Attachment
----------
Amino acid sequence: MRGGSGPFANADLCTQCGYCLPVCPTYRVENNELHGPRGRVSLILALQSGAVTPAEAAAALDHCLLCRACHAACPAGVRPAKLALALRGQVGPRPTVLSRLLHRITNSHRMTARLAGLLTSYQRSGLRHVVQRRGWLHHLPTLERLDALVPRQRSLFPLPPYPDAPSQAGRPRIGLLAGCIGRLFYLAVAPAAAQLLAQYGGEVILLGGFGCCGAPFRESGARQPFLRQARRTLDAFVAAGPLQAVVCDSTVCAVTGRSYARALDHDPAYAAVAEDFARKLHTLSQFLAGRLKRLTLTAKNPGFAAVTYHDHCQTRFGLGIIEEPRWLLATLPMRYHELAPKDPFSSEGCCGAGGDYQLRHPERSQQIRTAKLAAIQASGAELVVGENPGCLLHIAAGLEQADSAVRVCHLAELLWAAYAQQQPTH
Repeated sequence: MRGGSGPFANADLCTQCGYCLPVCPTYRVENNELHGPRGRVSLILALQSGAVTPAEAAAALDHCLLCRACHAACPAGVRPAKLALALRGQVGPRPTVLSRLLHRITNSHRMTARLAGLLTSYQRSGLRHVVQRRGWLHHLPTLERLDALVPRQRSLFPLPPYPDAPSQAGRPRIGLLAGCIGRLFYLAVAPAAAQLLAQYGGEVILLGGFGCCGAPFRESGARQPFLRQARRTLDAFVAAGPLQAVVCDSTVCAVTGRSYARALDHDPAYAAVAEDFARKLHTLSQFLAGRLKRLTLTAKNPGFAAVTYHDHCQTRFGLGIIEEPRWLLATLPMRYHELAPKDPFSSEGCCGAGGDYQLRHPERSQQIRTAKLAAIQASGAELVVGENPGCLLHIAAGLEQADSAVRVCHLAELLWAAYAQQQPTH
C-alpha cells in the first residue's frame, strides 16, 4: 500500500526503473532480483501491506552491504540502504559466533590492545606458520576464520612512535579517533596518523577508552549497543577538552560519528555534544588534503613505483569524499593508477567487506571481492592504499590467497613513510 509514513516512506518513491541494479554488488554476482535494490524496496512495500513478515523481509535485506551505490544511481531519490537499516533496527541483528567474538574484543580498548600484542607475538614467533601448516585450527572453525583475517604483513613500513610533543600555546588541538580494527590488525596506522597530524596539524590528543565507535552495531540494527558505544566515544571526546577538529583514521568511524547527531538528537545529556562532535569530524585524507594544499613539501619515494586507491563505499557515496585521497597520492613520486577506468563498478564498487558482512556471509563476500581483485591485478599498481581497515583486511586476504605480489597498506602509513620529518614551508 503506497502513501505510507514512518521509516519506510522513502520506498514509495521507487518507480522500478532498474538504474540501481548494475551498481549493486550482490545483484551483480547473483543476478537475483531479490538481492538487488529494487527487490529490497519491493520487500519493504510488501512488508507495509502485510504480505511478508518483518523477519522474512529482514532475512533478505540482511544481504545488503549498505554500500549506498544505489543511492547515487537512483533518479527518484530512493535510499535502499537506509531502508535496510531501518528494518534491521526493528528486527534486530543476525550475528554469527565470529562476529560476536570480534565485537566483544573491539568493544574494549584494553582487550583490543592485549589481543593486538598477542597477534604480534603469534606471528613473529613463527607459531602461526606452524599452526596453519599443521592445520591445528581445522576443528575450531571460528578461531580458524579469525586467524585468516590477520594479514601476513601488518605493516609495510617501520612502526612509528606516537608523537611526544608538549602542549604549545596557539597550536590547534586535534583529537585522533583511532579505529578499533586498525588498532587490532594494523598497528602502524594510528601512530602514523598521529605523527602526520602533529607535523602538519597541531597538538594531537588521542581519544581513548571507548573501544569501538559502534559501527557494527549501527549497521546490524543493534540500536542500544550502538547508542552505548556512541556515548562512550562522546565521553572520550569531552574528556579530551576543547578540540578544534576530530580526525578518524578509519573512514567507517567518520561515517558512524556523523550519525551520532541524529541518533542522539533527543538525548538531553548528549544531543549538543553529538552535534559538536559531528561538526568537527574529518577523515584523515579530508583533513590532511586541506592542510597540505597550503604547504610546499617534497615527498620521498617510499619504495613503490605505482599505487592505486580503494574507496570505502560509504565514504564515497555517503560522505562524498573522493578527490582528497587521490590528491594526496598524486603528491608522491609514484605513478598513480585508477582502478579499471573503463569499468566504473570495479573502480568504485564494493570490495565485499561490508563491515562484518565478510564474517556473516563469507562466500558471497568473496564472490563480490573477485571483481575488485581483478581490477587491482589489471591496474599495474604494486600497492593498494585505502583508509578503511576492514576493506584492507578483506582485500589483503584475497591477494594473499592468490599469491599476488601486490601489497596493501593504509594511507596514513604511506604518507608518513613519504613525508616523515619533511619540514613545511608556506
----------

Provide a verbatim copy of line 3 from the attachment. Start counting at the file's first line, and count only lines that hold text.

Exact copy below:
C-alpha cells in the first residue's frame, strides 16, 4: 500500500526503473532480483501491506552491504540502504559466533590492545606458520576464520612512535579517533596518523577508552549497543577538552560519528555534544588534503613505483569524499593508477567487506571481492592504499590467497613513510 509514513516512506518513491541494479554488488554476482535494490524496496512495500513478515523481509535485506551505490544511481531519490537499516533496527541483528567474538574484543580498548600484542607475538614467533601448516585450527572453525583475517604483513613500513610533543600555546588541538580494527590488525596506522597530524596539524590528543565507535552495531540494527558505544566515544571526546577538529583514521568511524547527531538528537545529556562532535569530524585524507594544499613539501619515494586507491563505499557515496585521497597520492613520486577506468563498478564498487558482512556471509563476500581483485591485478599498481581497515583486511586476504605480489597498506602509513620529518614551508 503506497502513501505510507514512518521509516519506510522513502520506498514509495521507487518507480522500478532498474538504474540501481548494475551498481549493486550482490545483484551483480547473483543476478537475483531479490538481492538487488529494487527487490529490497519491493520487500519493504510488501512488508507495509502485510504480505511478508518483518523477519522474512529482514532475512533478505540482511544481504545488503549498505554500500549506498544505489543511492547515487537512483533518479527518484530512493535510499535502499537506509531502508535496510531501518528494518534491521526493528528486527534486530543476525550475528554469527565470529562476529560476536570480534565485537566483544573491539568493544574494549584494553582487550583490543592485549589481543593486538598477542597477534604480534603469534606471528613473529613463527607459531602461526606452524599452526596453519599443521592445520591445528581445522576443528575450531571460528578461531580458524579469525586467524585468516590477520594479514601476513601488518605493516609495510617501520612502526612509528606516537608523537611526544608538549602542549604549545596557539597550536590547534586535534583529537585522533583511532579505529578499533586498525588498532587490532594494523598497528602502524594510528601512530602514523598521529605523527602526520602533529607535523602538519597541531597538538594531537588521542581519544581513548571507548573501544569501538559502534559501527557494527549501527549497521546490524543493534540500536542500544550502538547508542552505548556512541556515548562512550562522546565521553572520550569531552574528556579530551576543547578540540578544534576530530580526525578518524578509519573512514567507517567518520561515517558512524556523523550519525551520532541524529541518533542522539533527543538525548538531553548528549544531543549538543553529538552535534559538536559531528561538526568537527574529518577523515584523515579530508583533513590532511586541506592542510597540505597550503604547504610546499617534497615527498620521498617510499619504495613503490605505482599505487592505486580503494574507496570505502560509504565514504564515497555517503560522505562524498573522493578527490582528497587521490590528491594526496598524486603528491608522491609514484605513478598513480585508477582502478579499471573503463569499468566504473570495479573502480568504485564494493570490495565485499561490508563491515562484518565478510564474517556473516563469507562466500558471497568473496564472490563480490573477485571483481575488485581483478581490477587491482589489471591496474599495474604494486600497492593498494585505502583508509578503511576492514576493506584492507578483506582485500589483503584475497591477494594473499592468490599469491599476488601486490601489497596493501593504509594511507596514513604511506604518507608518513613519504613525508616523515619533511619540514613545511608556506